Post by Henry Soszynski Post by email@example.com
I have a New York Times obituary of 31 July 1948 for Mrs. William B.
Isham that says she died in Southampton, Long Island, at Vernon Hall,
"the estate of the Princess Irbain-Khan Kaplanoff, which she had leased
for the summer." Can anyone identify who this princess was?
She seems to have been born Vernon Marguerite Magoffin 1886-1939,
daughter of Samuel McAfee Magoffin and Elizabeth Moran Rogers, widow
of Chester Peter Siems 1884-1918, married 1911.
She died April 12, 1956 in New York City, age 69, having remarried in
1948 to E. Dudley Haskell.
Post by Henry Soszynski
No idea who Prince Irbain Khan Kaplanoff was, though it would be
interesting to know.
This may help, from the NYT , 12 Jan 1933:
Announcement was made yesterday of the marriage on Tuesday afternoon of
Mrs. Vernon Magoffin Siems of 1,067 Fifth Avenue to Prince Irbian-Khan
Kaplanoff of this city and the Caucasus, Russia. The ceremony took place
in a private suite of the Pickwick Arms, Greenwich, Conn., after the wedding
party had motored from New York. Justice of the Peace Joseph J. O'Brien
performed the ceremony in the presence of Mrs. Crosby Tuttle Smith and
Miss Dorothy Siems, daughters of the bride; Princess Simon Sidamon-Eristoff
and Prince Georges Matchabelli, all of this city.
The couple applied for their marriage license on Dec. 10 last in Greenwich,
but the engagement and plans for the ceremony were not announced.
It is understood that the couple will make their home in this city, where
Prince Kaplanoff is in business with Prince Matchabelli.
It is the fourth marriage for Princess Kaplanoff. She was married to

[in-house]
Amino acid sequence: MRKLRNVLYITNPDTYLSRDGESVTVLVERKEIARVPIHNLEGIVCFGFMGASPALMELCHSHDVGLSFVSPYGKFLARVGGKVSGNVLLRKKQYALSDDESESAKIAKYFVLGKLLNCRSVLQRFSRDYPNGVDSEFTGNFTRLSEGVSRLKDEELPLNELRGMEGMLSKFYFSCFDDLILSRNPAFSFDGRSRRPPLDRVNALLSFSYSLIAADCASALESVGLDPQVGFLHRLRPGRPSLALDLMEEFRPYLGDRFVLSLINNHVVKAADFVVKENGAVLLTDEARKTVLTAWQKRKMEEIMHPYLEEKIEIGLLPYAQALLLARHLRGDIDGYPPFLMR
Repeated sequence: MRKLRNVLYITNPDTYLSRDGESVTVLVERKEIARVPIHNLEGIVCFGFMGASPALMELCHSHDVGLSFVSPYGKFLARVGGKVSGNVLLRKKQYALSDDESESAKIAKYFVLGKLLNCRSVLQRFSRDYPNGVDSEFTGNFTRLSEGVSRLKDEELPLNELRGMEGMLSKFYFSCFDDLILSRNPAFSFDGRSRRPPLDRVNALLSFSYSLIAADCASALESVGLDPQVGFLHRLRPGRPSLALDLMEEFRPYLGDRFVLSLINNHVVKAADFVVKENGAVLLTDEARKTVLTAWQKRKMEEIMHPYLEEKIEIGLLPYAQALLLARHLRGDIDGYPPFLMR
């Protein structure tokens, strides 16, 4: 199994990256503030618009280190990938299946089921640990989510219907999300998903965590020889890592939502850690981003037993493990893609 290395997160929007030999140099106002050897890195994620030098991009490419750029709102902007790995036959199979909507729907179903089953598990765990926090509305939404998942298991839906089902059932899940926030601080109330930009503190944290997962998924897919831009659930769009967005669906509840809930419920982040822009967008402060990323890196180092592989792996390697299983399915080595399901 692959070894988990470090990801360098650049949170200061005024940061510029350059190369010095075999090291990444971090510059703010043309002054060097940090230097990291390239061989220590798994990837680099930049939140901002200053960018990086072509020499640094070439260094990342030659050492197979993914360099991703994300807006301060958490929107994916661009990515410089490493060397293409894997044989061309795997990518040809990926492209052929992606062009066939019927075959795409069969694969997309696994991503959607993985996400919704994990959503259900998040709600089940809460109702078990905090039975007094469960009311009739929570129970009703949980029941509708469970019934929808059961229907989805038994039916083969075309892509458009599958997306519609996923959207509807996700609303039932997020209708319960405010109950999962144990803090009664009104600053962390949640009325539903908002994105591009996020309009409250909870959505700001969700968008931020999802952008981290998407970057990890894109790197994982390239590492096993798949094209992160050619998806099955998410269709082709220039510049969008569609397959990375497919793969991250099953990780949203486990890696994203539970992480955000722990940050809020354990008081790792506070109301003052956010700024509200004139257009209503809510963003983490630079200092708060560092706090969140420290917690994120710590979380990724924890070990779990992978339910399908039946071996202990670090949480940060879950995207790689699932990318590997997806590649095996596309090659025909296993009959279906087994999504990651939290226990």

Chester P. Siems, railroad contractor and builder, in 1911. He died in
1918 and on New Year's Day, 1920, his widow was married to Rushton P. Peabody.
They were divorced in Reno the following December. Three years later the
then Mrs. Peabody was married to George Drexel Steel. They were divorced
last May in Reno, and subsequently Mrs. Steel resumed the name of Mrs.
Chester P. Siems.
Princess Kaplanoff is of notable descent through the Rogers, Clay, Filmer
and Dudley families.
Prince Kaplanoff is a descendant of an erstwhile reigning family of the
North Caucasus, Russia. His ancestors appear in history as rulers as far
back as 734 A. D. Prince Kaplanoff was graduated from the Nicholasvskoye
Cavalry School in St. Petersburg in 1910 with the rank of Lieutenant, and
later served in the Nijegorodsky Dragoons, one of the oldest cavalry
regiments of Russia, of which the Emperor Nicholas II was honorary Colonel.
During the World War he served with his regiment on the German, Austrian and
Turkish fronts. He was twice wounded and decorated several times for bravery.
He commanded a cavalry regiment during the civil war in Russia. A sister of
Prince Kaplanoff is the wife of Prince Bekovitch-Tscerkassky, now of Paris,
who commanded the former Czar's Guard Cuirassier Regiment and later was the
last ruler of Kabarda Province in the Caucasus.
Also his obituary, which does not add much, frm the NYT Oct 12, 1947:
Prince Irbain-Khan Kaplanoff, a Czarist cavalry officer and a member of the
Russian nobility, died Friday night in St. Luke's Hospital after an illness
of several months. His age was 60. He resided at 860 Park Avenue and Vernon
Hall, Southampton, L. I.
A descendant of a ruling family of the North Caucasus, where he was born,
Prince Kaplanoff traced his ancestors as nobility from 823 A. D. He was
graduated from the Nicholasvskoye Cavalry School in St. Petersburg and
the Royal Military Academy and served in the Nijegorodsky Dragoons, one
of Russia's oldest cavalry regiments, of which Czar Nicholas II was an
During the first World War he served for four years on the German, Austrian,
and Turkish fronts, was twice wounded and received several decorations for
bravery. During the revolution in Russia he was a colonel in command of
a cavalry regiment fighting against the Reds.
Prince Kaplanoff came to this country in 1923 and ten years later married
Mrs. Vernon Magoffin Siems of Kentucky, descendant of families prominent
in the American colonial period.
Besides his widow, he leaves a sister, Princess Bekovitch-Tcherkassky of
Paris, whose husband was the last ruler of Kabarda Province in the Caucasus;
a stepson, Chester P. Siems of this city, and two stepdaughters, Mrs.
Crosby Tuttle Smith of Norwalk, Conn., and Mrs. James A. de Peyster of Palm Beach.
François R. Velde
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